Putting your code in the spotlight (open source) and collaborating with others better forces you to stop doing things the wrong way and learn more. It helps to elevate your craft, while at the same time making it easier to see where you have trouble. If no one is adopt your open source project or they have a lot of trouble with it, it is likely that you have trouble with it within your own company too. Perhaps a lack of documentations, tests and organization are causing more waste then you might realize. With making the code open source, you have to be more concerned about security, code quality and other issues then with a proprietary project.
Security, stability and brand reputation
There is a such a thing as "security through obscurity", which implies that your application only seems secure because no one has discovered the serious security flaws it has. You've hidden them away in some unexpected way, similar to sweeping the dirt under the rug to give the appearance of security. The same could be said for bugs. The lack of validation and load testing could lead to serious bugs in production even though the application seemed to work when tested for its expected behavior. Security issues and bugs will be fixed more quickly when other users are affected since it can more quickly destroy the reputation of your project. When you can no longer hide your problems, you will feel more responsible.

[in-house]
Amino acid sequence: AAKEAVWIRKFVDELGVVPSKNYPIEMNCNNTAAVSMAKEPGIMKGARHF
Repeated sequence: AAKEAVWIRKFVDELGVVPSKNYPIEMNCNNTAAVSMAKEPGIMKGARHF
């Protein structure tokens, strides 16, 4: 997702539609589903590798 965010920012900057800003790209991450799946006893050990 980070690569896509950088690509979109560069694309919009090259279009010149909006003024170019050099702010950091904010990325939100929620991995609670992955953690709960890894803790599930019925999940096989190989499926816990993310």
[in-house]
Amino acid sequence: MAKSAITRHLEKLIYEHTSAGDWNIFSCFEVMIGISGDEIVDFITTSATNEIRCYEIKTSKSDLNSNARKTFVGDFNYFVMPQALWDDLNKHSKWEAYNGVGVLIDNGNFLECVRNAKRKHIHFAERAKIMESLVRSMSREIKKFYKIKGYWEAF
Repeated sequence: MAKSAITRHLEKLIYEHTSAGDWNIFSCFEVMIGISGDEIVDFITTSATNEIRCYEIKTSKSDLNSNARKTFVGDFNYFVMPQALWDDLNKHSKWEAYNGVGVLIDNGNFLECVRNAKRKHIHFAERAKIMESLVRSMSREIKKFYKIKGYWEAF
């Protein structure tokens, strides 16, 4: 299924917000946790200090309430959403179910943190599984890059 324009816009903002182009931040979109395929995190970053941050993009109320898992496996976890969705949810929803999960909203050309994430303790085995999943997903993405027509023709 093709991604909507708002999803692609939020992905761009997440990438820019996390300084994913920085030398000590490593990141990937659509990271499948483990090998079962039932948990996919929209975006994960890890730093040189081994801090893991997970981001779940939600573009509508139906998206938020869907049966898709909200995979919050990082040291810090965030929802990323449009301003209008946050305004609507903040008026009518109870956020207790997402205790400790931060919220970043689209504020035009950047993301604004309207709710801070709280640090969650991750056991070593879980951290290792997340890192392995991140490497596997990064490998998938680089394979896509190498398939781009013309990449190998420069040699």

Having a few people outside the company urging you to make improvements could be a really useful tool for setting priorities and bringing awareness to technical issues. If dozens of people report similar issues with the software, it will be clear that something should be done about that. Management will see preserving their reputation as a serious business issue and this will lead to a better technical direction where technical issues are considered in more detail instead of the mad rush to knock out new features.
Most people have the opinion that open source projects are typically more secure especially over time, since the number of people looking through the code will be substantially higher then what you can afford to do within your own small business. Having a popular open source project gives you a worldwide quality assurance team for free. These benefits alone could justify making the code open source.